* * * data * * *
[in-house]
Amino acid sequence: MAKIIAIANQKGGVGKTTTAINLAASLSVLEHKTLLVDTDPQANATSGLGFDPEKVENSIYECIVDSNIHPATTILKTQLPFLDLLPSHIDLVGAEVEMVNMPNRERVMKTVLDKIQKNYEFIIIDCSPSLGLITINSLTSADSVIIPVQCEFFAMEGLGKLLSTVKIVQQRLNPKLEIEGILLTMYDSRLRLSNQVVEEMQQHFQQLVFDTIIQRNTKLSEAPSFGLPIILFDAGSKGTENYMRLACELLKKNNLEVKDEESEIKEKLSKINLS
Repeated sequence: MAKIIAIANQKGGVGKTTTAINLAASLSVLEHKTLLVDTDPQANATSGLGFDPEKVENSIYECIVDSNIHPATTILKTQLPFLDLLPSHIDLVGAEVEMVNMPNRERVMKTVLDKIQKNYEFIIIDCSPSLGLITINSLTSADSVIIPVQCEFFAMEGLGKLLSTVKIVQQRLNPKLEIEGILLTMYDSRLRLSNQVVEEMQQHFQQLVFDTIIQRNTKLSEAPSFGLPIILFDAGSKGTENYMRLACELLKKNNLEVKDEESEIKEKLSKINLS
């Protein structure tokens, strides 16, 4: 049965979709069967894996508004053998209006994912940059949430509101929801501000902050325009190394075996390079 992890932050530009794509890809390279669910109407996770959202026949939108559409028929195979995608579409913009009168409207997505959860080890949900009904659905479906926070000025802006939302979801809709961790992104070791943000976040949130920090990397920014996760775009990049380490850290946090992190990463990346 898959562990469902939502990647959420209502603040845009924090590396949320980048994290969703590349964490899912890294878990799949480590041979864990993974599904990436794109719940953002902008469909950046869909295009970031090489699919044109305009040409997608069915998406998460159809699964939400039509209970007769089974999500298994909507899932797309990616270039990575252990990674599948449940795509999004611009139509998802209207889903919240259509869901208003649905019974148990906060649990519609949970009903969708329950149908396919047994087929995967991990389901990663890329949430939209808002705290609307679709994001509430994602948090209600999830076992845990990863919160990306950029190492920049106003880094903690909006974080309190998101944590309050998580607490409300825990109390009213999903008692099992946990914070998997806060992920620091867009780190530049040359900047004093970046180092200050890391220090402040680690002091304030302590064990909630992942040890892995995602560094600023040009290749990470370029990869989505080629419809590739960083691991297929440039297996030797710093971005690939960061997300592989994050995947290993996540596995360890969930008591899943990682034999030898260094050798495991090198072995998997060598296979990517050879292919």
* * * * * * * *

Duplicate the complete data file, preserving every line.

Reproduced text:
[in-house]
Amino acid sequence: MAKIIAIANQKGGVGKTTTAINLAASLSVLEHKTLLVDTDPQANATSGLGFDPEKVENSIYECIVDSNIHPATTILKTQLPFLDLLPSHIDLVGAEVEMVNMPNRERVMKTVLDKIQKNYEFIIIDCSPSLGLITINSLTSADSVIIPVQCEFFAMEGLGKLLSTVKIVQQRLNPKLEIEGILLTMYDSRLRLSNQVVEEMQQHFQQLVFDTIIQRNTKLSEAPSFGLPIILFDAGSKGTENYMRLACELLKKNNLEVKDEESEIKEKLSKINLS
Repeated sequence: MAKIIAIANQKGGVGKTTTAINLAASLSVLEHKTLLVDTDPQANATSGLGFDPEKVENSIYECIVDSNIHPATTILKTQLPFLDLLPSHIDLVGAEVEMVNMPNRERVMKTVLDKIQKNYEFIIIDCSPSLGLITINSLTSADSVIIPVQCEFFAMEGLGKLLSTVKIVQQRLNPKLEIEGILLTMYDSRLRLSNQVVEEMQQHFQQLVFDTIIQRNTKLSEAPSFGLPIILFDAGSKGTENYMRLACELLKKNNLEVKDEESEIKEKLSKINLS
């Protein structure tokens, strides 16, 4: 049965979709069967894996508004053998209006994912940059949430509101929801501000902050325009190394075996390079 992890932050530009794509890809390279669910109407996770959202026949939108559409028929195979995608579409913009009168409207997505959860080890949900009904659905479906926070000025802006939302979801809709961790992104070791943000976040949130920090990397920014996760775009990049380490850290946090992190990463990346 898959562990469902939502990647959420209502603040845009924090590396949320980048994290969703590349964490899912890294878990799949480590041979864990993974599904990436794109719940953002902008469909950046869909295009970031090489699919044109305009040409997608069915998406998460159809699964939400039509209970007769089974999500298994909507899932797309990616270039990575252990990674599948449940795509999004611009139509998802209207889903919240259509869901208003649905019974148990906060649990519609949970009903969708329950149908396919047994087929995967991990389901990663890329949430939209808002705290609307679709994001509430994602948090209600999830076992845990990863919160990306950029190492920049106003880094903690909006974080309190998101944590309050998580607490409300825990109390009213999903008692099992946990914070998997806060992920620091867009780190530049040359900047004093970046180092200050890391220090402040680690002091304030302590064990909630992942040890892995995602560094600023040009290749990470370029990869989505080629419809590739960083691991297929440039297996030797710093971005690939960061997300592989994050995947290993996540596995360890969930008591899943990682034999030898260094050798495991090198072995998997060598296979990517050879292919």